May 31, 1952 – Major Lenox R. Lohr, president of the Science Museum, today’s Museum of Science and Industry, announces that visitors will soon be able to walk through an 18-foot heart, part of a 3,000 square foot exhibit sponsored by the Chicago Heart Association. As part of the experience a human pulse will be audible. In another part of the exhibit the circulation of blood will be illustrated. The heart would fit into the chest of a 28-story human, which will make the museum an educational facility with a very big heart, indeed.

Thursday, May 30, 2019

May 30, 1889 -- Market Square Statue Unveiled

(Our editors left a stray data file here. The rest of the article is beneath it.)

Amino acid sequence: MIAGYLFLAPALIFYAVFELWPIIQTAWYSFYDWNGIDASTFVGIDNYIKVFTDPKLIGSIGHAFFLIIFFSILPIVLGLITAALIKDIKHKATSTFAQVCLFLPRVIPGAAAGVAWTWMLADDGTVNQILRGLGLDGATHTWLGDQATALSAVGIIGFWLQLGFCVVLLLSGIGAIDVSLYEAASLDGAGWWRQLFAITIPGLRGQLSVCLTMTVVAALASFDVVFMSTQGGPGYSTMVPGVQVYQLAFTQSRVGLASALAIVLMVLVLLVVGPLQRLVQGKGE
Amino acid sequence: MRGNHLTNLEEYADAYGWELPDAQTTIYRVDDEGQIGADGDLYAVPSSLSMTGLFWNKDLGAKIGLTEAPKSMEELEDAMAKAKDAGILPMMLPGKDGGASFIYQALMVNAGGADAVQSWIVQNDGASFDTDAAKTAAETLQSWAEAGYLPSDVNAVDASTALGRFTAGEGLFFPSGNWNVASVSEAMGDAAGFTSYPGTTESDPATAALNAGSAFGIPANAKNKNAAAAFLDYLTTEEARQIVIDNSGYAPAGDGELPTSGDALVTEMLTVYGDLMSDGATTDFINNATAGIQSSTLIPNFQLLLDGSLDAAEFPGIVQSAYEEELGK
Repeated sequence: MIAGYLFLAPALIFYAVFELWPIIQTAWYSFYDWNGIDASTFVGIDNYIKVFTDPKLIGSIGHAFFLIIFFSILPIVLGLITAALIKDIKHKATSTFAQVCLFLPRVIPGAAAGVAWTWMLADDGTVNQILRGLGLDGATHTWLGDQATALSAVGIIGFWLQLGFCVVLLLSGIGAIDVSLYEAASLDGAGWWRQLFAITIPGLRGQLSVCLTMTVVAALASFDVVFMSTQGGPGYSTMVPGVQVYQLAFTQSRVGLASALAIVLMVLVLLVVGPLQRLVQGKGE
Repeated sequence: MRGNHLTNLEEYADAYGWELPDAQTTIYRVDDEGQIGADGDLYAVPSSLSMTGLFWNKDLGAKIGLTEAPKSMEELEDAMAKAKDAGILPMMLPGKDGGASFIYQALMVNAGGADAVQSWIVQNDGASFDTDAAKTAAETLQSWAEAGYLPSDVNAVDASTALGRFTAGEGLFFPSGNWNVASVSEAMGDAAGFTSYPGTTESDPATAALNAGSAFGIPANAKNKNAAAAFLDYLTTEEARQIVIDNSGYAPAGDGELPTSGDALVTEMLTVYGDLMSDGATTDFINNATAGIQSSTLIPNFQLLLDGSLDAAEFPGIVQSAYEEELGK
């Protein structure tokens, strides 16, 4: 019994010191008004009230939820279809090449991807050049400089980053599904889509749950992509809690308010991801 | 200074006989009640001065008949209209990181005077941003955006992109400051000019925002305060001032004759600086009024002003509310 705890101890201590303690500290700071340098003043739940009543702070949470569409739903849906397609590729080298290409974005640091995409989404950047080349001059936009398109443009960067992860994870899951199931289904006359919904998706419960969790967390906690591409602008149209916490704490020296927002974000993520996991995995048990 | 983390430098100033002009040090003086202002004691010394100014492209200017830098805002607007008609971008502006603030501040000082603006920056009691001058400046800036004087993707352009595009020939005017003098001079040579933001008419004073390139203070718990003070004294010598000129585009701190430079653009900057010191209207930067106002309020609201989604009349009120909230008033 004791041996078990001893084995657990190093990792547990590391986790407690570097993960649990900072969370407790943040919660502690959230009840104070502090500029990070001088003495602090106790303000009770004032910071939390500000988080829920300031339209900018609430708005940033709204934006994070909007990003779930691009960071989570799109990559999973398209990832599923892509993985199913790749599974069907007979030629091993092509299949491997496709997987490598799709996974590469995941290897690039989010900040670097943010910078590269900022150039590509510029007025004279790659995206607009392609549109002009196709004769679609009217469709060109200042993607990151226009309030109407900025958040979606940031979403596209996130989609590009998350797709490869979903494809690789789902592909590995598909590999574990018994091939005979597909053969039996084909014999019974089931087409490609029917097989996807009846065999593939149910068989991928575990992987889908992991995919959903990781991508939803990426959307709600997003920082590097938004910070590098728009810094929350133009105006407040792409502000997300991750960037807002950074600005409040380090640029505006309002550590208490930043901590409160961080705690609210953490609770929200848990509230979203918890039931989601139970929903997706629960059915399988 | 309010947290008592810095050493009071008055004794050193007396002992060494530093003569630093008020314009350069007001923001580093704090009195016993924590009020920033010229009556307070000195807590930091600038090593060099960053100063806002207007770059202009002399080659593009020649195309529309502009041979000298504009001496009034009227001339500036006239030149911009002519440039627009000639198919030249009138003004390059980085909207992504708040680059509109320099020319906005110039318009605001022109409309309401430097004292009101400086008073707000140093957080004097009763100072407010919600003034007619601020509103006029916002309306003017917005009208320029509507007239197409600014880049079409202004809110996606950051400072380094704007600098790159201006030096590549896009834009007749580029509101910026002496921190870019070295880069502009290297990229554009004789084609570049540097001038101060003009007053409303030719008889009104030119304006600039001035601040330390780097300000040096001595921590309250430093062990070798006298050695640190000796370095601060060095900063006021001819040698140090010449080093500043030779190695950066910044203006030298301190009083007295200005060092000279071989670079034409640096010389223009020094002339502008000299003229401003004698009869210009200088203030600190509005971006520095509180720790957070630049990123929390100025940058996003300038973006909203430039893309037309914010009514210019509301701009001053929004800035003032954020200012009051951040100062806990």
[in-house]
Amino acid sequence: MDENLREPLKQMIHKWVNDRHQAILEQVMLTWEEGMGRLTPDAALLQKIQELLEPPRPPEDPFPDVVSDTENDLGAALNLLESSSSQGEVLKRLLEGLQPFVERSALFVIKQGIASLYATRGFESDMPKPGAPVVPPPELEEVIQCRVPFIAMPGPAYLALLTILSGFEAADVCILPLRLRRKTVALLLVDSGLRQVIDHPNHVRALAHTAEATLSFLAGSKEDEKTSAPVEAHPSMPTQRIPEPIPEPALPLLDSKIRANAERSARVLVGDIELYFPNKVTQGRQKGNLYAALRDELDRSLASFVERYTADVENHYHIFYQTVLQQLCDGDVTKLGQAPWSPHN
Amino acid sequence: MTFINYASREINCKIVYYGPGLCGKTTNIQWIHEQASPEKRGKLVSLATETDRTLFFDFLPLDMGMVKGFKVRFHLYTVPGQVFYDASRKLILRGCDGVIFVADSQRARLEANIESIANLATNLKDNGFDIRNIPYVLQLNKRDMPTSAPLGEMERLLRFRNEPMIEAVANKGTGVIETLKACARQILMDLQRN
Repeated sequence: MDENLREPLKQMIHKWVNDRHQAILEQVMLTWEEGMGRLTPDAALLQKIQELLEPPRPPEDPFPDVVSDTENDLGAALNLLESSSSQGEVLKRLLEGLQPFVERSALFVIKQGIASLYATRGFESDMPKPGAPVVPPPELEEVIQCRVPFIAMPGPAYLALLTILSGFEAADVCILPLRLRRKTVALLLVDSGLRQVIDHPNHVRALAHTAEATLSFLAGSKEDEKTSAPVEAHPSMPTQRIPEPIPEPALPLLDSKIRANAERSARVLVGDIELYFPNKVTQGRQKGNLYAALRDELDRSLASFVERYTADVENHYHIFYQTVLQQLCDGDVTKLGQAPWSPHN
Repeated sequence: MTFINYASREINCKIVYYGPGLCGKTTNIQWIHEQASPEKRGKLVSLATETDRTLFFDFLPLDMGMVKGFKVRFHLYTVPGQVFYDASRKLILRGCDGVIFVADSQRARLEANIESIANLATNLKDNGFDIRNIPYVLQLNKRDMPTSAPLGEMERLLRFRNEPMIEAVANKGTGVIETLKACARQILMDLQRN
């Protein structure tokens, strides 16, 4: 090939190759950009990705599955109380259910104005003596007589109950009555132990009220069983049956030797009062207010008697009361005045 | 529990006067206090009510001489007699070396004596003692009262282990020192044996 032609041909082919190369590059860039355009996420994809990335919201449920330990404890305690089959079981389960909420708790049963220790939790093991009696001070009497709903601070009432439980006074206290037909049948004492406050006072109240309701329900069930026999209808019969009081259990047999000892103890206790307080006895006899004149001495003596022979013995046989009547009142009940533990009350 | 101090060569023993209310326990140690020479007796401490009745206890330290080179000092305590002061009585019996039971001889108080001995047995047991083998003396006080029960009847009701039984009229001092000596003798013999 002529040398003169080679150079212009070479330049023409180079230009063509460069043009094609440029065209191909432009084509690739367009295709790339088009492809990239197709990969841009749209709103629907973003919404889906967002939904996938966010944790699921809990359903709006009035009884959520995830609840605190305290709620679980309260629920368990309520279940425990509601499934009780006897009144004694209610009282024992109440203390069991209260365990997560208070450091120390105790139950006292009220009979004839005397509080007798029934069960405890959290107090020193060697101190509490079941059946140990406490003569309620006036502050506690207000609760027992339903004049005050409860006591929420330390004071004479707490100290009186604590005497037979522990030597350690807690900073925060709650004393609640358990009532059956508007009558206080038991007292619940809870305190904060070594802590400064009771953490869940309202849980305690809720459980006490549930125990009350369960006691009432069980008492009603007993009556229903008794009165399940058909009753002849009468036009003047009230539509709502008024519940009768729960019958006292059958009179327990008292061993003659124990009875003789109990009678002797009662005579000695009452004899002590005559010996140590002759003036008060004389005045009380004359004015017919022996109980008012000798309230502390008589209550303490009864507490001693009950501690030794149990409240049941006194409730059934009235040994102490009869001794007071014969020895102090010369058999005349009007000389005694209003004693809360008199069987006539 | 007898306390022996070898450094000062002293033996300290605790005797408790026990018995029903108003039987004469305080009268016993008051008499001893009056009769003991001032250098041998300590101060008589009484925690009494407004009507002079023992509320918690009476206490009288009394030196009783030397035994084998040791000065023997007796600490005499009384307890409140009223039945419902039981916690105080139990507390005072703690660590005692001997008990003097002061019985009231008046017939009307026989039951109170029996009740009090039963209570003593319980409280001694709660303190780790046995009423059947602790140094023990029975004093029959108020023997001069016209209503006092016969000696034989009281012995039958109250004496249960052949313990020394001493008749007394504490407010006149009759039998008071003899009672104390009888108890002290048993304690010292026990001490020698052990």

May 30, 1889 – Little Frank Degan, the son of a policeman who lost his life on May 4, 1886 at what today we call the Haymarket Riot, pulls a cord and unveils the statue that will commemorate the events of that day.  There are close to 2,000 spectators, more than one might expect for an event staged on a rainy day. Over 175 uniformed officers are in attendance.   Chicago manufacturer Richard Teller Crane, head of the commemoration committee, opens the ceremony, saying that the event “… commemorates an important event in the history of our city and our country.  It commemorates a sacrifice of life made in the interests of the people.” [Chicago Daily Tribune, May 31, 1889]. Then Mayor DeWitt Clinton Cregier accepts the monument on behalf of the city, ending with his speech with these words, “This is a free and lawful country, with plenty of room for the people of all the earth who choose to come here to breathe the free air and to obey these laws, but not an inch of room or an hour to dwell here for those who come for any other purpose.”  Following the mayor is Franklin H. Head, the president of the Chicago Historical society, who delivers a lengthy speech that traces the development of democracy in the country, leading up to the May day in 1886 when a bomb exploded in a protest march and 67 policemen are killed or maimed.  Head warns, “It should be borne in mind that apostles of anarchy do not propose a modification of existing laws and institutions, but a wholesale destruction by violence and throttling of all law.  History would, as always, repeat itself: violence would beget violence, and crime would beget crime.  All the powers and forces of evil would come again and inaugurate anew the reign of Chaos and Old Night.”  At the end of Head’s address, Mayor Cregier asks the crowd for three cheers “for the monument and the heroes whose brave deeds it commemorates.”  And then “… the crowd slumped away through the mud and the water.  The Haymarket Monument was unveiled.”  The statue dedicated that day in May of 1889 has had a nomadic existence.  It was dedicated in the middle of Haymarket Square on Randolph Street, just west of Desplaines Street.  Forty-one years later a streetcar, whose motorman claimed he was sick of looking at the statue, left the tracks and crashed into the monument.  It was patched up and relocated to Union Park.  Then, in 1956, with half of the old market square obliterated by the Kennedy Expressway, the statue was moved back, close to its original location, sitting on a plinth overlooking the highway.  In the turbulence of anti-war protests of 1969 a bomb targeted the statue, breaking over a hundred windows in the neighborhood and spraying pieces of the statue onto the Kennedy Expressway.  It was rebuilt only to be blown up again on October 6, 1970.  Once again the statue was rebuilt, and afterwards given a 24-hour police guard.  In 1972 it was moved to the lobby of the Central Police Headquarters and from there, in 1976 to the Chicago Police Academy.  Today it can be found behind a controlled access fence at Chicago Police Headquarters at 3510 South State Street.  There it was placed on a new pedestal and unveiled by Geraldine Doceka, the great-great granddaughter of Officer Matthias Degan, the officer whose son unveiled the original statue in 1890. The original work was designed by Frank Bathchelder of St. Paul, Minnesota and sculpted by Johannes Galert of New York with funds raised by the Union League Club of Chicago.  It was Galert’s first major commission.  The statue's first location and its present location are shown above.